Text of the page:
Theoretical aspects of the enhancement of metal binding affinity by intramolecular hydrogen bonding and modulating pKa values†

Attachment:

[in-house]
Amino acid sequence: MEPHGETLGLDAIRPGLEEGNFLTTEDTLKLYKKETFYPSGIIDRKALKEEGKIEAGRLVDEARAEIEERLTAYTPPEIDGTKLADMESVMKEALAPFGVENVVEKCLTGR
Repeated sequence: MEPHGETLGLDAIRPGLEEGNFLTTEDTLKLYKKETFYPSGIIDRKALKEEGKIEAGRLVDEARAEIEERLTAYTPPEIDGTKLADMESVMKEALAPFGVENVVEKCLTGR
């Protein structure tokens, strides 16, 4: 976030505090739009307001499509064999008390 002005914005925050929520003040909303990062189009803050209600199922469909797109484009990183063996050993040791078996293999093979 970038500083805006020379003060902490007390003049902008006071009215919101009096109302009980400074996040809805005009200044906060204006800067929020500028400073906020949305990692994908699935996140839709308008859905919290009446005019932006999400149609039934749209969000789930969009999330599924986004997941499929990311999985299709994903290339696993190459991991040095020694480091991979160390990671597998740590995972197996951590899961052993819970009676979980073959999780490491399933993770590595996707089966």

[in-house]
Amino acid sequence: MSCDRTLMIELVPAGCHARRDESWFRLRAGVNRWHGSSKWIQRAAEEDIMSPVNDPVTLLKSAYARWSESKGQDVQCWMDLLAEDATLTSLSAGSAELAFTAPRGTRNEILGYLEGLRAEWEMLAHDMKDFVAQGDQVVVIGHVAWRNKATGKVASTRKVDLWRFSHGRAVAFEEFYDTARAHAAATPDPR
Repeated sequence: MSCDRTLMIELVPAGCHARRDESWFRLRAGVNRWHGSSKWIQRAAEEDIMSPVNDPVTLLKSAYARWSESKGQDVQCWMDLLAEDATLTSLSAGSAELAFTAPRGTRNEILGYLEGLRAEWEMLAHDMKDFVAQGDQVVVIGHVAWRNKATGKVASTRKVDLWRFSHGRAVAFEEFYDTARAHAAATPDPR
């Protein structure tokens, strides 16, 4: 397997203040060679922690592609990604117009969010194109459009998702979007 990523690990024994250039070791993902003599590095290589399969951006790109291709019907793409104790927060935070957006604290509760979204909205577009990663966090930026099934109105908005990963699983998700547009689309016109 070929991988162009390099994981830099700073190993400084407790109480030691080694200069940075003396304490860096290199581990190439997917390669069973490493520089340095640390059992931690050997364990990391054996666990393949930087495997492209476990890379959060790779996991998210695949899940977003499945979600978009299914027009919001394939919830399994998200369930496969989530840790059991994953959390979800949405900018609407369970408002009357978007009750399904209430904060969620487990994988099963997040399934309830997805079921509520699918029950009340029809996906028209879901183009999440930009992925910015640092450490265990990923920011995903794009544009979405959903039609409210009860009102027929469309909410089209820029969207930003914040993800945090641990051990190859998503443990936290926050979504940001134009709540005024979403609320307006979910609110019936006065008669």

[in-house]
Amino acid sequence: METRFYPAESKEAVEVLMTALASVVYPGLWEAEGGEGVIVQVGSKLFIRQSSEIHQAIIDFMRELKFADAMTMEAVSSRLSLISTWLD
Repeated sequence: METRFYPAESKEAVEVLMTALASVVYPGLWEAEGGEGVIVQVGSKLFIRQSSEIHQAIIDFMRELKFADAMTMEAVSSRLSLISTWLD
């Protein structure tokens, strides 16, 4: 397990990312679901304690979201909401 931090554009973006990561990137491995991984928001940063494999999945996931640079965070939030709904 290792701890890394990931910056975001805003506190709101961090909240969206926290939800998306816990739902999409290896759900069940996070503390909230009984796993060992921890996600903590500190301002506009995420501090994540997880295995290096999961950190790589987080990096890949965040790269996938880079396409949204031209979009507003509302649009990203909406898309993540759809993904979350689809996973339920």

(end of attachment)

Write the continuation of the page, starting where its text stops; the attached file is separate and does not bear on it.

Polyols were used as model ligands for Mg2+, Ca2+, and Zn2+ complexes to study the role of the hydrogen bond network on the metal binding affinity and modulation of successive pKa values using density functional theory. The results confirm that the acidity of polyols dramatically increases upon metal complexation in the order Zn2+ > Mg2+ > Ca2+. For example, the three H-site positions in the hydroxyl groups of the heptaol, bound to Zn2+, are 11.2, 29.9, and 30.9 pKa units (in methanol) more acidic than those of pure heptaol. This acidity enhancement leads to making polyols as good ligands toward complexation. For instance, the formation constants of the heptaol in the presence of Zn2+, Mg2+, and Ca2+ in methanol were 5.67 × 1071, 6.46 × 1066, and 1.26 × 1053 times lower than those in its third deprotonation state, respectively. The natural bond orbital (NBO), quantum theory of atoms in molecules (QTAIM), and reduced density gradient (RDG) analyses show that the intramolecular hydrogen bond network and increment of carbon chain length lead to the enhancement of metal binding affinity. These findings can be used for the manipulation of ligands and metal cations in designing metalloproteins.